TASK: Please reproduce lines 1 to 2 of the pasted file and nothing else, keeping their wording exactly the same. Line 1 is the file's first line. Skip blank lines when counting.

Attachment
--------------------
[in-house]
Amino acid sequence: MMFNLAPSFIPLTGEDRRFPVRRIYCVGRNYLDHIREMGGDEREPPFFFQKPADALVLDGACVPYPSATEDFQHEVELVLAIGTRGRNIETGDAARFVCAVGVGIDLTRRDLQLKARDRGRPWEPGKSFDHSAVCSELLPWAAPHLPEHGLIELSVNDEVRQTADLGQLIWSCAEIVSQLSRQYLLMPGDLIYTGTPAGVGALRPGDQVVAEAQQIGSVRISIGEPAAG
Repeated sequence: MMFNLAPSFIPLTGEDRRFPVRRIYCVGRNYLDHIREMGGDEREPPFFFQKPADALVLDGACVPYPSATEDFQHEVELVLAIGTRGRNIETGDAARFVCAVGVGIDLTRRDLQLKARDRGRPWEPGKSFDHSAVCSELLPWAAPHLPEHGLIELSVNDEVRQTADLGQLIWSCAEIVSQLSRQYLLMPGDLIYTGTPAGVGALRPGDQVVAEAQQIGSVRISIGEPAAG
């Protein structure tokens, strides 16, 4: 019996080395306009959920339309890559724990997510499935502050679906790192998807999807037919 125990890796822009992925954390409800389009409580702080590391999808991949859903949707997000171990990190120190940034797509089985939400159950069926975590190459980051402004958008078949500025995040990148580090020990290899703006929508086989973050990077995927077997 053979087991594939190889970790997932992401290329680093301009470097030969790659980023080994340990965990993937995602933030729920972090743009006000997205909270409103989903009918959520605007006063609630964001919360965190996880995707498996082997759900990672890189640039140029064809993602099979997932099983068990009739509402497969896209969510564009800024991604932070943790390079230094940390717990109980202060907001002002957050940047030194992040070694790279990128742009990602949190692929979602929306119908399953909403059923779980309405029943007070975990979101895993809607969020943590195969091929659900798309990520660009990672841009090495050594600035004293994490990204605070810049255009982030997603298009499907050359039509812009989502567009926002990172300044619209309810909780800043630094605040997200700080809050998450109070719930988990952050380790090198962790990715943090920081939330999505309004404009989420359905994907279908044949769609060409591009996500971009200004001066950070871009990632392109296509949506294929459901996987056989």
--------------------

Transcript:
[in-house]
Amino acid sequence: MMFNLAPSFIPLTGEDRRFPVRRIYCVGRNYLDHIREMGGDEREPPFFFQKPADALVLDGACVPYPSATEDFQHEVELVLAIGTRGRNIETGDAARFVCAVGVGIDLTRRDLQLKARDRGRPWEPGKSFDHSAVCSELLPWAAPHLPEHGLIELSVNDEVRQTADLGQLIWSCAEIVSQLSRQYLLMPGDLIYTGTPAGVGALRPGDQVVAEAQQIGSVRISIGEPAAG